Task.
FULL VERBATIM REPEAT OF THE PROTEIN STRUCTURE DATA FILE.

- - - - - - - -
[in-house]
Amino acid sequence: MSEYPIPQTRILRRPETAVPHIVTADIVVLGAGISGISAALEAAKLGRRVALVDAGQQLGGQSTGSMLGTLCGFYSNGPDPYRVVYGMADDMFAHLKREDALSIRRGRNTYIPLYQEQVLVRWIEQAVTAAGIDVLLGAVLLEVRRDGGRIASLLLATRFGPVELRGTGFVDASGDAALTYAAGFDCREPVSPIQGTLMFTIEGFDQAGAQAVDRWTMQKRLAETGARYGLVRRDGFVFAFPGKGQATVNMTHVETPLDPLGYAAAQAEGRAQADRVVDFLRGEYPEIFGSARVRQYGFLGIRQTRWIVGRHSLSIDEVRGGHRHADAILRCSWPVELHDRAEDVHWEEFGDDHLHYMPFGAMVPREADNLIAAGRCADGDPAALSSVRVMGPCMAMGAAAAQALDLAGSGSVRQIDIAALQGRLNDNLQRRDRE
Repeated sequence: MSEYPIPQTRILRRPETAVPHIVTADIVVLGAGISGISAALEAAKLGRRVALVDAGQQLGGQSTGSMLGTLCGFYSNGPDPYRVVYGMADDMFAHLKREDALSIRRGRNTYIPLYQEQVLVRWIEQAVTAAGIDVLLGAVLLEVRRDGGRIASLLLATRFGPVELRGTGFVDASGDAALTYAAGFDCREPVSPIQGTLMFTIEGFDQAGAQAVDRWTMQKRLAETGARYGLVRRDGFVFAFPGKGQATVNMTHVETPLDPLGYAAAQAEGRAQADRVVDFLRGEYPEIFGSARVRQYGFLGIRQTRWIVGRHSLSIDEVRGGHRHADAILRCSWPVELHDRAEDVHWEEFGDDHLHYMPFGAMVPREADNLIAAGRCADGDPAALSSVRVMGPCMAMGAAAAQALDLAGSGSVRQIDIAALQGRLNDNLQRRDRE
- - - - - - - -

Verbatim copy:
[in-house]
Amino acid sequence: MSEYPIPQTRILRRPETAVPHIVTADIVVLGAGISGISAALEAAKLGRRVALVDAGQQLGGQSTGSMLGTLCGFYSNGPDPYRVVYGMADDMFAHLKREDALSIRRGRNTYIPLYQEQVLVRWIEQAVTAAGIDVLLGAVLLEVRRDGGRIASLLLATRFGPVELRGTGFVDASGDAALTYAAGFDCREPVSPIQGTLMFTIEGFDQAGAQAVDRWTMQKRLAETGARYGLVRRDGFVFAFPGKGQATVNMTHVETPLDPLGYAAAQAEGRAQADRVVDFLRGEYPEIFGSARVRQYGFLGIRQTRWIVGRHSLSIDEVRGGHRHADAILRCSWPVELHDRAEDVHWEEFGDDHLHYMPFGAMVPREADNLIAAGRCADGDPAALSSVRVMGPCMAMGAAAAQALDLAGSGSVRQIDIAALQGRLNDNLQRRDRE
Repeated sequence: MSEYPIPQTRILRRPETAVPHIVTADIVVLGAGISGISAALEAAKLGRRVALVDAGQQLGGQSTGSMLGTLCGFYSNGPDPYRVVYGMADDMFAHLKREDALSIRRGRNTYIPLYQEQVLVRWIEQAVTAAGIDVLLGAVLLEVRRDGGRIASLLLATRFGPVELRGTGFVDASGDAALTYAAGFDCREPVSPIQGTLMFTIEGFDQAGAQAVDRWTMQKRLAETGARYGLVRRDGFVFAFPGKGQATVNMTHVETPLDPLGYAAAQAEGRAQADRVVDFLRGEYPEIFGSARVRQYGFLGIRQTRWIVGRHSLSIDEVRGGHRHADAILRCSWPVELHDRAEDVHWEEFGDDHLHYMPFGAMVPREADNLIAAGRCADGDPAALSSVRVMGPCMAMGAAAAQALDLAGSGSVRQIDIAALQGRLNDNLQRRDRE